Doctors instruct people 65 years and older to get flu shots, eat a high-fiber diet and do strengthening exercises to stay healthy.
But of all the things older people can do, taking nutritional supplements ranks as one of the easiest, says Jeffrey Blumberg, PhD, professor of nutrition at Tufts University School of Nutrition, Science and Policy.
"It's one thing you can do that's not too hard to do," he says.
That's important, since seniors need to do what they can to protect themselves from heart disease and cancer, the two leading causes of death among people 65 years and older, according to the National Center for Health Statistics.
Nutritional supplements not only help decrease the risk of certain diseases, but they also fill up what's missing in a typical elderly person's diet. It usually doesn't have a sufficient number of calories to cover the essential nutrients, says Blumberg. Older people tend to have a smaller appetite and usually eat only about 1,200 calories of food. Compare that with the 2,000 calories required to follow the food pyramid -- a recommended diet that includes a healthful balance of foods -- and the need for supplements is clear.
The supplement that nutritionists have been promoting most recently is vitamin B-12, which in food depends on stomach acid to be absorbed. However, recent studies have shown that 10% to 30% of people 51 years and older have lower amounts of stomach acid and therefore can't absorb much of the vitamin.
But in supplement form, the vitamin doesn't rely on stomach acid, making supplements a good way to make up for the lack. Otherwise, people who don't get enough of the vitamin can suffer from anemia, other blood-cell disorders, and neurological disorders including memory loss and changes in gait.
Nutritionists recommend that all adults get at least 2.4 micrograms per day of vitamin B-12, which is found mostly in meats. People 51 years of age or older should get most of the vitamin from supplements or fortified cereals.
The B vitamin folate reduces levels of homocysteine, a molecule that is a risk factor for cardiovascular disease and stroke. Blumberg recommends that elderly people take 400 micrograms per day to supplement the amount of folate they may get from their diet.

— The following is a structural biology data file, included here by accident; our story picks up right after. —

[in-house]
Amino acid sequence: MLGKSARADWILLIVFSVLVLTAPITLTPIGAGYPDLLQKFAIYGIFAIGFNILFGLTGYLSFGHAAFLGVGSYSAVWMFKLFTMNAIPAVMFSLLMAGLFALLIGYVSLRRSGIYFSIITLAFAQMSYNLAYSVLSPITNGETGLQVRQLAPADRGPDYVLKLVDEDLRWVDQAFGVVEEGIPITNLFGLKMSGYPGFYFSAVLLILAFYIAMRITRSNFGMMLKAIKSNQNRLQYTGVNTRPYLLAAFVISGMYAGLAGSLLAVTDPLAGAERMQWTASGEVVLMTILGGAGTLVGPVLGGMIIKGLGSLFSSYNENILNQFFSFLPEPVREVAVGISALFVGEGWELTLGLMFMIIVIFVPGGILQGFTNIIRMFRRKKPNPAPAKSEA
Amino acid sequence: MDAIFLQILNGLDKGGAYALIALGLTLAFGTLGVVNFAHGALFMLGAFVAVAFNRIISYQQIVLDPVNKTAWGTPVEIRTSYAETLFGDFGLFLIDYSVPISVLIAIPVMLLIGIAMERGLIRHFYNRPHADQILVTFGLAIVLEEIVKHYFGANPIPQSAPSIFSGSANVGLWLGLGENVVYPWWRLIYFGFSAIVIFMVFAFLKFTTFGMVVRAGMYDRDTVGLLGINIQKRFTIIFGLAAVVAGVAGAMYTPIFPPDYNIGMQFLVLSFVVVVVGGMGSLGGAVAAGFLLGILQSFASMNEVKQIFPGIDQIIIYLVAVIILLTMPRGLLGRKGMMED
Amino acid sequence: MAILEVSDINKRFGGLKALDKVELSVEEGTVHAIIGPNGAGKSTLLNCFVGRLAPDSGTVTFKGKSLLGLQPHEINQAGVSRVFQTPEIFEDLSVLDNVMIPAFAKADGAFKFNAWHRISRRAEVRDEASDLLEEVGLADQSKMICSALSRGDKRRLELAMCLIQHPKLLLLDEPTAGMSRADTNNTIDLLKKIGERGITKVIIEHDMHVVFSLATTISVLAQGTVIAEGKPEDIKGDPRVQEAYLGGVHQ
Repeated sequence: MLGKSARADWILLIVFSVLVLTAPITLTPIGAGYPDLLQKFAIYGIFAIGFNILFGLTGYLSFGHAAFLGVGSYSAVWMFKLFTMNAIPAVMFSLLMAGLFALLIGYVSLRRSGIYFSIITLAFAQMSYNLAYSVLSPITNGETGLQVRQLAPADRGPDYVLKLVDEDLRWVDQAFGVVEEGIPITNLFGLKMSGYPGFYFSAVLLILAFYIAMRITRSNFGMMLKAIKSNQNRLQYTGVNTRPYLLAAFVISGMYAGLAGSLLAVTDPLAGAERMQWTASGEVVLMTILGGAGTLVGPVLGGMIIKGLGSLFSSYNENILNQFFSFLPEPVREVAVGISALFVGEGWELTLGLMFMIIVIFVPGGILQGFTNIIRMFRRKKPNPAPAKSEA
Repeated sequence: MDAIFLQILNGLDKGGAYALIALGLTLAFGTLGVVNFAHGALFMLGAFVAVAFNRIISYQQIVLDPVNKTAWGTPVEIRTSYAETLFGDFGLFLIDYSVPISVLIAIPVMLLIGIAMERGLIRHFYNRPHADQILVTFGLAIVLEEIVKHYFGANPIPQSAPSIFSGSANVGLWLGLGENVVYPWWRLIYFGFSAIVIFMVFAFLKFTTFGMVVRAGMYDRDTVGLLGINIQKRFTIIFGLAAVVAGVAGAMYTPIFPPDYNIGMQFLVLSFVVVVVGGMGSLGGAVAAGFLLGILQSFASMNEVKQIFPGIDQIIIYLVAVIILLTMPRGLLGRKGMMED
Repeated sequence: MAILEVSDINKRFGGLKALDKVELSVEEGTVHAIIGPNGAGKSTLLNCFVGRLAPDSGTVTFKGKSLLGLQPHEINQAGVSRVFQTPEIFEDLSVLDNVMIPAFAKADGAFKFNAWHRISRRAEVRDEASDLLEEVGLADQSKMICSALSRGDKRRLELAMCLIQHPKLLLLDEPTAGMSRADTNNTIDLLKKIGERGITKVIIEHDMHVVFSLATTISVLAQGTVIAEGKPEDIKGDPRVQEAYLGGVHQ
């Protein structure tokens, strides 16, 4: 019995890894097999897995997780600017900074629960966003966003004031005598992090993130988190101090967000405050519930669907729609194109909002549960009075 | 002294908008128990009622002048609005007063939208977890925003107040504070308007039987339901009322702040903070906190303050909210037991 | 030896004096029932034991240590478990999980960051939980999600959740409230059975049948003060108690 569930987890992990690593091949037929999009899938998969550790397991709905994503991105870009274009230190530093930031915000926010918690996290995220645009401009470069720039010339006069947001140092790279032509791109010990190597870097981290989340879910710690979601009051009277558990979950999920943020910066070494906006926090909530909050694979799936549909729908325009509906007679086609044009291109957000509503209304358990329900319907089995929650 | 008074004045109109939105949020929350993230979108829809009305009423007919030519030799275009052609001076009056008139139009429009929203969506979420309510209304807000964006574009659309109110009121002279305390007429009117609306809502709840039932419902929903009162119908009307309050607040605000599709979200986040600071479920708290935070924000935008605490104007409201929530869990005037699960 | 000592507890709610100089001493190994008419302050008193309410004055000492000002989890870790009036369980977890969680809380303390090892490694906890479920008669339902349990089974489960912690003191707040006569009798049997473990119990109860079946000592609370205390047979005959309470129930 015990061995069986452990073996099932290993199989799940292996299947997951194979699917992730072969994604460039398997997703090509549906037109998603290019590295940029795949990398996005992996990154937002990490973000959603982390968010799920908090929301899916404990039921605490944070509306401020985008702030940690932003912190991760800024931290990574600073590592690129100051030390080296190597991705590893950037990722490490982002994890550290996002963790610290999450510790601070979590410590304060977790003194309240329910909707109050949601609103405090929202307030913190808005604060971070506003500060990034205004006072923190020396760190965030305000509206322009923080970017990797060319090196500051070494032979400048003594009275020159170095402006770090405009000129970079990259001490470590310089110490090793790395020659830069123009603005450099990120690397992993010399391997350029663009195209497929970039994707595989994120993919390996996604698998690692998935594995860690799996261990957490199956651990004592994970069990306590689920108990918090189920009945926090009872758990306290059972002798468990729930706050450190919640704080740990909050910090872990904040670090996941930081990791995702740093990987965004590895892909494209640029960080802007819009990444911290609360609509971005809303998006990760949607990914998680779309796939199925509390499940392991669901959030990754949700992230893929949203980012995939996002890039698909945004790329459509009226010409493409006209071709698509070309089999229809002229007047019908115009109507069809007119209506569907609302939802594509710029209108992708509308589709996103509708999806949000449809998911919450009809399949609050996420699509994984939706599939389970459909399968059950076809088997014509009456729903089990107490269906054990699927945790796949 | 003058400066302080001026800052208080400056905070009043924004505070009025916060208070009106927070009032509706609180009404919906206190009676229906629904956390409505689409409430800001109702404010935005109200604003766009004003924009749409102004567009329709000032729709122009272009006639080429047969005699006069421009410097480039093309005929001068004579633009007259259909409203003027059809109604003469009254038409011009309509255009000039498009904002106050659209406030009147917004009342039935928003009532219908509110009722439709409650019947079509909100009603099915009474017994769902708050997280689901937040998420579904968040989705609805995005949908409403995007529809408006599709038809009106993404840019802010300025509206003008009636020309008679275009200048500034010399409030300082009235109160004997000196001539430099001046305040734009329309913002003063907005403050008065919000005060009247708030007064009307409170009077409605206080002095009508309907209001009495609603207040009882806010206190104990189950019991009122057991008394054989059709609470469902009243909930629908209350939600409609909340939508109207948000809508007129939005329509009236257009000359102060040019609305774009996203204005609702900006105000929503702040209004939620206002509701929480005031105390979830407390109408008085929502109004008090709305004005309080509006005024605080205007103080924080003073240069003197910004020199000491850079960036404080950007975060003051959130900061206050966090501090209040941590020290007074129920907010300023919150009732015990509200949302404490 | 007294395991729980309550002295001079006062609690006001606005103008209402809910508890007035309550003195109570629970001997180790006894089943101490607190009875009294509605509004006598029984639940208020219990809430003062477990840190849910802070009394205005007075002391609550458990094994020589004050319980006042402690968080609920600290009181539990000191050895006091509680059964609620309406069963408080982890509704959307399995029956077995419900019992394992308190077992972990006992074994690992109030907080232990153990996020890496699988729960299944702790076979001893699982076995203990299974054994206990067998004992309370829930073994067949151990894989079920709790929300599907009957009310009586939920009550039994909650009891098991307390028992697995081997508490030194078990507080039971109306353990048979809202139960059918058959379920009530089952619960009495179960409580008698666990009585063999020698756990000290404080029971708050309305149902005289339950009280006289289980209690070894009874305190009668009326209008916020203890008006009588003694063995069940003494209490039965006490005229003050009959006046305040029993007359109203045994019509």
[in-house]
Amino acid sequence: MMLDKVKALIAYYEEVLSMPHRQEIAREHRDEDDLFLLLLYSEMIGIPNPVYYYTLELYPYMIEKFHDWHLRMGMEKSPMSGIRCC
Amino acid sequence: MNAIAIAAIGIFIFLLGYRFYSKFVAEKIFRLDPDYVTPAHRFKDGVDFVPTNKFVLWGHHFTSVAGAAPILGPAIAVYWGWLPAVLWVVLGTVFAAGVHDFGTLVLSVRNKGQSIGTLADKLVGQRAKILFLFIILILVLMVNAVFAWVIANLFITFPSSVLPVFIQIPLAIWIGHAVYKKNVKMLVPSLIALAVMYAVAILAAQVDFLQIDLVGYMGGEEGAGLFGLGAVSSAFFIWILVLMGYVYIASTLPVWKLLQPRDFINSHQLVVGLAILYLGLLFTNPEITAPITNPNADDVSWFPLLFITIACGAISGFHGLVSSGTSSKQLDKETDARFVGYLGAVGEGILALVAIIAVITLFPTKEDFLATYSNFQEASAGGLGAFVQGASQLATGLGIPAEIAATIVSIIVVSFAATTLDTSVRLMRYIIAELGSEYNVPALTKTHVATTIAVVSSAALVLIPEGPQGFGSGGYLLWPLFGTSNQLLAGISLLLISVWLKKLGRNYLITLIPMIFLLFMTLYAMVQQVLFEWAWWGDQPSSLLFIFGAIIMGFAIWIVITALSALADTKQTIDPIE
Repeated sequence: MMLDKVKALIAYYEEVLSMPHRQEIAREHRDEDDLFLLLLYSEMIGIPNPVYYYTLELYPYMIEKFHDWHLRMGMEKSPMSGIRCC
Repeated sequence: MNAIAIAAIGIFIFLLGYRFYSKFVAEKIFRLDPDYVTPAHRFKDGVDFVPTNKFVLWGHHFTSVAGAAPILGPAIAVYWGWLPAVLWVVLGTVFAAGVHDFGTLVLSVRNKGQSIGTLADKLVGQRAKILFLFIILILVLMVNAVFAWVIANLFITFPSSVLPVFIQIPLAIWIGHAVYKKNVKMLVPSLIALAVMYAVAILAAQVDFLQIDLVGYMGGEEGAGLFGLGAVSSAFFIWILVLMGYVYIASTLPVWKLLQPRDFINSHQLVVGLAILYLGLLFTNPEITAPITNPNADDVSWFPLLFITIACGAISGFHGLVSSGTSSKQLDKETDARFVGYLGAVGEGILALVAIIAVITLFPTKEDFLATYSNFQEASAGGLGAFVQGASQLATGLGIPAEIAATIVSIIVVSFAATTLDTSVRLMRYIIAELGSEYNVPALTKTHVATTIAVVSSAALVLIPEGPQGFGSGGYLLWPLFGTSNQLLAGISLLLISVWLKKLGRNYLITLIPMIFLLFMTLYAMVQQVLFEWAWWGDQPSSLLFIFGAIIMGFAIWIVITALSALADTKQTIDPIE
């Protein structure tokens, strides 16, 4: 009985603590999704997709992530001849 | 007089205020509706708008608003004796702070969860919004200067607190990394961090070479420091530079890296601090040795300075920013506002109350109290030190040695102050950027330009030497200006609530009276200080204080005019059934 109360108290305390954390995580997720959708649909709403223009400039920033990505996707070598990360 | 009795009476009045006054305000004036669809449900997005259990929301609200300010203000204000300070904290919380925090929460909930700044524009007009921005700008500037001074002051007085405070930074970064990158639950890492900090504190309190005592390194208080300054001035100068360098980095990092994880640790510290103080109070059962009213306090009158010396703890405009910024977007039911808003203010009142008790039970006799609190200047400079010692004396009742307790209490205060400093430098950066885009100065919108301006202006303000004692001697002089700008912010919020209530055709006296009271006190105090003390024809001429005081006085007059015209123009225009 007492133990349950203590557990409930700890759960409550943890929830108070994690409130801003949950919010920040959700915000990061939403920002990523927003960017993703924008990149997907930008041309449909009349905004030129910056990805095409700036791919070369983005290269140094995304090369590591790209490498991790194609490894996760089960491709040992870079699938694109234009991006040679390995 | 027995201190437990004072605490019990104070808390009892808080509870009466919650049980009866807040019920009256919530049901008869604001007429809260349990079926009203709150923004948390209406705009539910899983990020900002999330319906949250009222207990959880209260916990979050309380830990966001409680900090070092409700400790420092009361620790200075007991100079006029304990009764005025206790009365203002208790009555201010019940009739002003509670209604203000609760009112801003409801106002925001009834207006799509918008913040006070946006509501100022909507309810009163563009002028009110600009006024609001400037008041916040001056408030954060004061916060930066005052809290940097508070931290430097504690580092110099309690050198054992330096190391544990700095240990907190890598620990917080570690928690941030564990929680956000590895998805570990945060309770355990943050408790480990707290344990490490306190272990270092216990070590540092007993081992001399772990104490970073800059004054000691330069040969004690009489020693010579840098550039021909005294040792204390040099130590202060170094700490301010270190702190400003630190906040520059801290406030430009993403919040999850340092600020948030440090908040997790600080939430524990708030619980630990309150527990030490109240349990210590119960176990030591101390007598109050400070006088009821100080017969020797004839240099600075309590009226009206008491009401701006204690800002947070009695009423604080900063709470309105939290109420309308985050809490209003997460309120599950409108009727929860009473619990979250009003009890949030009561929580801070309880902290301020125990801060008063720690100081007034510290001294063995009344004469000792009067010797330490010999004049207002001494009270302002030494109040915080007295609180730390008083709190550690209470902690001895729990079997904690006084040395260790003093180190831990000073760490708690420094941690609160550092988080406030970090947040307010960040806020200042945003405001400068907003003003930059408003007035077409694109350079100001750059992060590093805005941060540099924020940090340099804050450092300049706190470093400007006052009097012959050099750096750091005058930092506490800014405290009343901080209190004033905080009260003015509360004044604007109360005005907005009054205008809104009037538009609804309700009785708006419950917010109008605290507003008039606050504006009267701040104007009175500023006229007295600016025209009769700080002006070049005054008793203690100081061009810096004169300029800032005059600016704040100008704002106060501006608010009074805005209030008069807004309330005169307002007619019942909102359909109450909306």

Folate is found in dark green, yellow and orange fruits and vegetables, beans, nuts, seeds and fortified grain products such as pasta and flour. Foods with a high concentration of folate include spinach, orange juice, and lentils.
Research studies show conflicting evidence that vitamin E reduces the risk of heart disease, cancer, and other conditions. Vitamin E is found in fatty foods such as nuts and oils.
People 14 years and older should take 15 mg per day, according to the Food and Nutrition Board, the organization that determines "RDAs."
Calcium and Vitamin D
Finally, elderly people need to keep their bones strong by supplementing their diet with calcium and vitamin D. The pair work hand in hand to prevent bones from thinning, which can lead to devastating fractures.
Many older people lack enough calcium in their diets because they can't digest dairy foods, the primary source for calcium, says Lisa Scott, a clinical nutritionist at UCSF Mount Zion Medical Center who works with elderly patients. And meeting the daily requirement of 1,200 milligrams of calcium through other foods, such as broccoli, simply doesn't happen.
For patients who don't eat any dairy products or calcium-fortified orange juice, she recommends they get the full 1,200 milligrams from supplements. Supplements made from calcium carbonate or calcium citrate are best.
With the sun's help, the skin produces the body's main source of vitamin D. But as skin ages, its ability to produce vitamin D decreases. At the same time, elderly people tend to stay out of the sun, making a deficiency all the more probable. The Food and Nutrition Board recommends that people 51 years or older receive 10 to 15 micrograms of vitamin D each day. Taking supplements is a good way to meet the daily requirement.
Still, however convenient supplements may be, they shouldn't take the place of eating a well-balanced diet, Blumberg says.
"It's important to recognize that dietary supplements are not dietary substitutes," he says. Taking supplements is "just another healthy thing you can do for yourself."